A monthly newsletter published by United Neighborhoods for Los Angeles.
UN4LA's mission is to bring communities together to plan for a sustainable future. This city's growth must be shaped by community engagement, not developer dollars.
KOREATOWN ANGRY ABOUT WESSON'S DECISION ON HOMELESS SHELTER
In April the LA City Council declared an emergency shelter crisis, and Mayor Eric Garcetti put forward a plan to create temporary shelters to house some of LA’s homeless while permanent housing is built. Reactions have been mixed. In the Valley, CD 2 Councilmember Paul Krekorian is studying eight different sites in his district that could be used for temporary shelters, and has said he will seek public input before making a final decision. So far Krekorian’s constituents seem willing to accept this approach. However in Koreatown it’s a different story. In CD 10 Councilmember Herb Wesson unilaterally selected a City-owned parking lot near Vermont and Wilshire as the site for a homeless shelter. No input was sought from the public, and Koreatown residents are angry. One of the chief concerns is the proximity of the shelter to three different school campusses. Why couldn't Wesson talk to the community about their concerns before he made the decision?
For details on the situation in Koreatown, here's an article from CityWatch....
Koreatown Isn't Saying No to Shelters for the Homeless, It's Saying No to Herb Wesson
For an overview of the shelter program, here’s an article from Park La Brea News….
‘A Bridge Home’ for LA’s Homeless from Park La Brea News
MORE HOUSING BILLS FROM SACRAMENTO
The State Legislature is working on all kinds of housing bills. There are so many it’s hard to wade through them all, and often difficult to evaluate what a bill’s actual impacts may be. But here are a couple that have been getting attention.
The first offers density bonusses for student housing, and restricts cities from applying certain standards to these projects. SB 1227 would apply to projects in which units are used for students enrolled full-time at an institution of higher education and in which 20% of the units are set aside for lower income students.
SB 1227 – Density Bonus for Student Housing
The second is aimed at raising revenue for low-income housing near transit stops. SB 961 will allow cities that adopt an infrastructure financing plan to allocate taxes collected to the construction of low-income housing within a half mile of a rail stop or 300 feet of a major bus stop.
SB 961 Enhanced Infrastructure Financing Districts/Low-Income Housing near Transit
It's kind of complicated. But here’s an article in which SB 961's author, State Senator Ben Allen, explains what he’s trying to do.
Legislature's Latest Effort to Finance Neighborhood Infill
WHY DOESN’T L.A. HAVE AN URBAN FOREST MANAGEMENT PLAN?
LA’s urban forest is declining, and in recent years more threats have appeared that could accelerate the loss of our trees. Unfortunately, instead of dealing with this problem by creating a comprehensive, science-based program, the City of LA is resorting to ill-conceived stopgap measures. The recently adopted in-lieu fee for tree replacement is just one example.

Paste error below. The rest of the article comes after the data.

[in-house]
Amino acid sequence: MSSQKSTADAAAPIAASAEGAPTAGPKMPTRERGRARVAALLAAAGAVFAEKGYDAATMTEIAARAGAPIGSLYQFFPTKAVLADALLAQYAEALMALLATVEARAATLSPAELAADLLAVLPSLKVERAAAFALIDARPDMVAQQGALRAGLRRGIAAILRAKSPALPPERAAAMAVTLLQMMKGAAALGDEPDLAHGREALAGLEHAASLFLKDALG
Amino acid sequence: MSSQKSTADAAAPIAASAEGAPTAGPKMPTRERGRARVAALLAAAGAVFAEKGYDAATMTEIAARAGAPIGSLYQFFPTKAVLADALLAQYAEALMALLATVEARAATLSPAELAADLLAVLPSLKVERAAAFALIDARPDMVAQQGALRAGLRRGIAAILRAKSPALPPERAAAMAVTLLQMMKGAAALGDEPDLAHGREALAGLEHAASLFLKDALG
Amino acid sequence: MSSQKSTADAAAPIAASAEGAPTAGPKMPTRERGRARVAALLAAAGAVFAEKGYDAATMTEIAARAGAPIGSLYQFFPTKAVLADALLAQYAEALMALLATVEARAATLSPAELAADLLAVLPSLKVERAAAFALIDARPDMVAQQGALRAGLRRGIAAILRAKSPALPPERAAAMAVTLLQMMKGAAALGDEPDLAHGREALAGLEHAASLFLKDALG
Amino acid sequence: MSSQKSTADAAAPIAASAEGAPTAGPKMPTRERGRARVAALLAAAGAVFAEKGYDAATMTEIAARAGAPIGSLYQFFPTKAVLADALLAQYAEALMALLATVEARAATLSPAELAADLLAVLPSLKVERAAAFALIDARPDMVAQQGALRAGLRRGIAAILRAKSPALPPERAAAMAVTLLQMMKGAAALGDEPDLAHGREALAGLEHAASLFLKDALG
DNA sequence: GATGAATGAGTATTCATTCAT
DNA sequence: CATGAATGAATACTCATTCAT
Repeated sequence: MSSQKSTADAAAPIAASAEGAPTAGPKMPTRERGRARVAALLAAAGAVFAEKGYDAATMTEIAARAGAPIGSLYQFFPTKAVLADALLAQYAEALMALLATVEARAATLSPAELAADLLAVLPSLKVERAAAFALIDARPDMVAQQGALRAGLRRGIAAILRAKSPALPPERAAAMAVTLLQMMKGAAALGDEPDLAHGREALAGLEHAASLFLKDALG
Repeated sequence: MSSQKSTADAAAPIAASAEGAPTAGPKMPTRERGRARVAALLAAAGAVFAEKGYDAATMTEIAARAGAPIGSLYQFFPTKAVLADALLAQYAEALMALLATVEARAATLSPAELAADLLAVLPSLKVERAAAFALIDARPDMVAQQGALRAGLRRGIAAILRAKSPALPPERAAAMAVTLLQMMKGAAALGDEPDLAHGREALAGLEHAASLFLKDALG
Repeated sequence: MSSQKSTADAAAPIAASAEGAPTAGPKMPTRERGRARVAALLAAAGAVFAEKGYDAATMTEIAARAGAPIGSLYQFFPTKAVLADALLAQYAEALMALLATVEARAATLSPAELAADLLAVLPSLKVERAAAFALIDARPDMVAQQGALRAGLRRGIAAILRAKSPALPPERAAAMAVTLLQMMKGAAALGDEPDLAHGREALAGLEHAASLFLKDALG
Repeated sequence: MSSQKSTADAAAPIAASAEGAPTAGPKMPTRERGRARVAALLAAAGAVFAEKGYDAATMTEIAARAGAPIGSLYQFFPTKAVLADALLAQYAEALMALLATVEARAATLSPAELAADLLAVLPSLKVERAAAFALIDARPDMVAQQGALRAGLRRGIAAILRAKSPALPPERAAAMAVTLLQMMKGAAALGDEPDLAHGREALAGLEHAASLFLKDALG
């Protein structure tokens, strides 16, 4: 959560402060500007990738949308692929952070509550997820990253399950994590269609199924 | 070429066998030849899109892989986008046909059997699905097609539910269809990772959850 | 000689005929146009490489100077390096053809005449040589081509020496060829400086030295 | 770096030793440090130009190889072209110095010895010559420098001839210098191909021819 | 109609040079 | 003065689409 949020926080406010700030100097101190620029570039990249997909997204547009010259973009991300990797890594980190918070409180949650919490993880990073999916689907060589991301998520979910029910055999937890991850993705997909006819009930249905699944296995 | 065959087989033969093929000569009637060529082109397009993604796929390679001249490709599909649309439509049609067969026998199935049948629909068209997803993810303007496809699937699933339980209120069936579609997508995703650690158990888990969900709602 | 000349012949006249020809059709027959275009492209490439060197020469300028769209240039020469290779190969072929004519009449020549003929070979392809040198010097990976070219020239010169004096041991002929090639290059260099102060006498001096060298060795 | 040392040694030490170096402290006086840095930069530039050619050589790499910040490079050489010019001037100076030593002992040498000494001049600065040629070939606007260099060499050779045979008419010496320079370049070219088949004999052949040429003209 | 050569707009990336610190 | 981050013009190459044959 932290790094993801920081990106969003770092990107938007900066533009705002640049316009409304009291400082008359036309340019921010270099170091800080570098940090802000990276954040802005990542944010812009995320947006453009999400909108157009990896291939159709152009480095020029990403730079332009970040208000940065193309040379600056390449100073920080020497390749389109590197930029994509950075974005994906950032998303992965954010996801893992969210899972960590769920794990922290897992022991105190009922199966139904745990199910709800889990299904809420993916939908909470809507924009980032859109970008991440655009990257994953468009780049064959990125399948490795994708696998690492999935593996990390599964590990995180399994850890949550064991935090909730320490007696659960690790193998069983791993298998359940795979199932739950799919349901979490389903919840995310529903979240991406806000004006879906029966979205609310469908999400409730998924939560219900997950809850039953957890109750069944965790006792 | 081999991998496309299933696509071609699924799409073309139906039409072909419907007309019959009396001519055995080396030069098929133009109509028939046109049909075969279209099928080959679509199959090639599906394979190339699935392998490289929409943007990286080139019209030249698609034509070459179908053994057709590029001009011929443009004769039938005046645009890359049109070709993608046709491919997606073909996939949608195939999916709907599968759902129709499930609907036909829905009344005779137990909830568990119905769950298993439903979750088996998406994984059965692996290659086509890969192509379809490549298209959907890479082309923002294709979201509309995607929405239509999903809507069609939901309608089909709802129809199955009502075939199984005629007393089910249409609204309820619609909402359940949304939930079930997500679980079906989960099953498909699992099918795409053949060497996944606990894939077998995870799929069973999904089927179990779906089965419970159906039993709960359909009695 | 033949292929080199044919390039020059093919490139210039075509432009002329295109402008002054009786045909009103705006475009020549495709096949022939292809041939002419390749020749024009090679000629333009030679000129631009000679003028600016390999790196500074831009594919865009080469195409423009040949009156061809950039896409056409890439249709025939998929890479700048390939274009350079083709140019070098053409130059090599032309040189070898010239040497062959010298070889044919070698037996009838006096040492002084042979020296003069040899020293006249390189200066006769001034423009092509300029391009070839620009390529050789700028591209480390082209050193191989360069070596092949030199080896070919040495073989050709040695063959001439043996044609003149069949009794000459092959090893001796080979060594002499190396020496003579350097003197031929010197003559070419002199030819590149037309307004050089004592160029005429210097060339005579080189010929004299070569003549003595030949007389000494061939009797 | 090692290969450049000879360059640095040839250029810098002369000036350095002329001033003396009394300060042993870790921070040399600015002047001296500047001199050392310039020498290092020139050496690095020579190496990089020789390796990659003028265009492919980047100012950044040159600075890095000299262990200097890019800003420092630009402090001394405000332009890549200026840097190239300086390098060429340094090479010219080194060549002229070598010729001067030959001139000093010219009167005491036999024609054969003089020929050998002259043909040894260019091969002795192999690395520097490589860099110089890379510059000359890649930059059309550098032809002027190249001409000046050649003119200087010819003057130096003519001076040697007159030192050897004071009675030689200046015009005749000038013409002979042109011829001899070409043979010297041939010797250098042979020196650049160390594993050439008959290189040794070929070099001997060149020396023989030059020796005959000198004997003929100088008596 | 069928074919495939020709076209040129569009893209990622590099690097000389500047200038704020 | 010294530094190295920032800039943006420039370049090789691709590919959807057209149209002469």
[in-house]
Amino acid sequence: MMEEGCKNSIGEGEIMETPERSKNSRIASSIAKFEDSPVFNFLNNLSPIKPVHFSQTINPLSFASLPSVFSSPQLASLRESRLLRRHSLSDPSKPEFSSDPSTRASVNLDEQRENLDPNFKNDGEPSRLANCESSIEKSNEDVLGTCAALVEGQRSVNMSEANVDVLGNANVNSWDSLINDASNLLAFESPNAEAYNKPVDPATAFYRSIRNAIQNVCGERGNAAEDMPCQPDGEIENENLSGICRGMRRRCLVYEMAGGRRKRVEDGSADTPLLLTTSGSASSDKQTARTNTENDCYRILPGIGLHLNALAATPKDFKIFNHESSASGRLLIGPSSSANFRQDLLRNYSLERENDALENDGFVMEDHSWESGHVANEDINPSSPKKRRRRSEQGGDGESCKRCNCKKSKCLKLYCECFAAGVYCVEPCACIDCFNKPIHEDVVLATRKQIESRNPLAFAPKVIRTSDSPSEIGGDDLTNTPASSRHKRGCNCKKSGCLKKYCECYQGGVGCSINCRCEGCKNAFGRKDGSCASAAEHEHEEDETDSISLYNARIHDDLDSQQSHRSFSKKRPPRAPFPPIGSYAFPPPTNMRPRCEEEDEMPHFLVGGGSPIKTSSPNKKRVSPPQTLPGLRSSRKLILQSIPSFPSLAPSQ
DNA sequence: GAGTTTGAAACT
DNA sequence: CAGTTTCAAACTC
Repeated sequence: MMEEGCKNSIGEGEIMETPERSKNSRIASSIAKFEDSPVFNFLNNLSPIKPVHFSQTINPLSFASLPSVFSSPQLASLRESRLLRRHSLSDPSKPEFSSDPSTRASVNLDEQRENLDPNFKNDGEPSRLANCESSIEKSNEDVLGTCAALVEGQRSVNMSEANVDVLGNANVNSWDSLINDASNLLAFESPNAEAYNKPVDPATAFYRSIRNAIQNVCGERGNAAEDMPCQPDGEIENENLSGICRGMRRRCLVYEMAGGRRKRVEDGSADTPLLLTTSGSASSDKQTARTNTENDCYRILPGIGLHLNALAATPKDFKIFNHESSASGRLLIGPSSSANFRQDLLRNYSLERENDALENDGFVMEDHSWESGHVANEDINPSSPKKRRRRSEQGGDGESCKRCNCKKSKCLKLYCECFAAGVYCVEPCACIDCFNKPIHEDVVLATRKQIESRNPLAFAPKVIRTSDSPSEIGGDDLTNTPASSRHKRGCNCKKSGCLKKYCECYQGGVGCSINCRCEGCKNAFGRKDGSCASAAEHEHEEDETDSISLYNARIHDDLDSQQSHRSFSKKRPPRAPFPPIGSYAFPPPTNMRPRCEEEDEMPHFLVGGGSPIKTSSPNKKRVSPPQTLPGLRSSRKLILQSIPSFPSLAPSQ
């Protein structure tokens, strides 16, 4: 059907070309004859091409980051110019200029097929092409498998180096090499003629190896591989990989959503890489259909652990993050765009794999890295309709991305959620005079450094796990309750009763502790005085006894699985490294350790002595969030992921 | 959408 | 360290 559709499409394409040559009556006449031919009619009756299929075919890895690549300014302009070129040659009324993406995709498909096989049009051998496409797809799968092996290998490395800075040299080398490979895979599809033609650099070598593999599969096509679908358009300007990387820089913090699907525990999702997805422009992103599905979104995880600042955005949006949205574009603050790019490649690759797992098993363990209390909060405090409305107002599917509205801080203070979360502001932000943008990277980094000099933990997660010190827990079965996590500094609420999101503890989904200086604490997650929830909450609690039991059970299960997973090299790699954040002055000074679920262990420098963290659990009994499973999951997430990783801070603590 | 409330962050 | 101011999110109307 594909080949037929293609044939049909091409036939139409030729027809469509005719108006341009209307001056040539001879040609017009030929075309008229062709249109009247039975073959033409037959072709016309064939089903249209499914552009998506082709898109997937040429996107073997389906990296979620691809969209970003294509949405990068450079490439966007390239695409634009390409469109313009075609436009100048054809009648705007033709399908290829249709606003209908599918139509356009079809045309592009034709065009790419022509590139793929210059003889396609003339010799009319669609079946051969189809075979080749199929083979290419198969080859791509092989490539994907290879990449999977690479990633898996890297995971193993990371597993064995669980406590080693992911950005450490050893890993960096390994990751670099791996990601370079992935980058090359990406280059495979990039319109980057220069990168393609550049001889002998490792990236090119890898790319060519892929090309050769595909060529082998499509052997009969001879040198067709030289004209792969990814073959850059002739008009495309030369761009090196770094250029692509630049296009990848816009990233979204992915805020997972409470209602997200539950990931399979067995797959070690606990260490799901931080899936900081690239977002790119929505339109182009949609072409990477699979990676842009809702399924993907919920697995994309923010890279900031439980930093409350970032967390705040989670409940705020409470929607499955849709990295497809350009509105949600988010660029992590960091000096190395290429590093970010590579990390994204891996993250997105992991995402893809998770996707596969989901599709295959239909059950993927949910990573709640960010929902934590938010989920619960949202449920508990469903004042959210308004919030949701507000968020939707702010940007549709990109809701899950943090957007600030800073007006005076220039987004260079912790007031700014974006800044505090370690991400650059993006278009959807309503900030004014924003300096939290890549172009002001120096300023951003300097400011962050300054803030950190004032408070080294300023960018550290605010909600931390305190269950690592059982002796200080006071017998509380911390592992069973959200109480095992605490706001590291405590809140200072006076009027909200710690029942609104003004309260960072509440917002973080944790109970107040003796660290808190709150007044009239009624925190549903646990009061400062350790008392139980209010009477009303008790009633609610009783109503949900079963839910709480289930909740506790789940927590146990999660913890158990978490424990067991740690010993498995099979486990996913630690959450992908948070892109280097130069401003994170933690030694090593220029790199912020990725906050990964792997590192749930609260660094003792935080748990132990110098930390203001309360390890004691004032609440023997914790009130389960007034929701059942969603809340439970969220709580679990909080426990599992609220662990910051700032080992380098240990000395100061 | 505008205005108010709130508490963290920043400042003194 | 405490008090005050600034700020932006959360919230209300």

What the City of LA really needs is an Urban Forest Management Plan (UFMP). And in order to create a UFMP, the City first needs to do a tree inventory. This would cost money, but in the long run restoring and enhancing our tree canopy would pay big dividends by keeping the City cooler (reducing energy costs), increasing stormwater capture (replenishing groundwater), and removing pollutants from the air (improving the health of the City's inhabitants).
Does your Councilmember support the creation of an Urban Forest Management Plan? Why don't you call them and ask them. And if the answer is no, ask them why not?
Los Angeles City Council Directory
AND SPEAKING OF SAVING THE URBAN FOREST....
A report came out last year showing that the current trend of building larger and larger homes is a major reason for the loss of tree canopy. Here's the study.
Increased Home Size Decreases Urban Forest in LA County’s Neighborhoods
So what can you do about it? Well, last year Councilmembers Paul Koretz and David Ryu introduced a motion to stop the Department of Building & Safety (LADBS) from issuing remodel permits to developers who actually tear houses down. Not only do developers get a break on permit costs with this approach, but they avoid having to post a 30-day notice of demolition. This scam has allowed developers to knock down existing houses and replace them with McMansions.
The motion introduced by Koretz and Ryu has been sitting in limbo for over a year because the Planning & Land Use Management Committee (PLUM) has not put it on the agenda. If you think this motion deserves to be heard, contact PLUM Chair Jose Huizar and tell him to put it on the agenda ASAP.
Councilmember Jose Huizar
Also, please copy the Committee Clerk.
PLUM Committee Clerk
Be sure to put the Council File number in your subject line.
Council File: 17-0226
Here’s the link to the motion.
Santa Monica has already taken action to keep developers from building absurdly oversized mansions. Read about it here.
Santa Monica Cracks Down on Big Houses from Curbed
Los Angeles can do the same, but the City Council won't act unless they hear from you.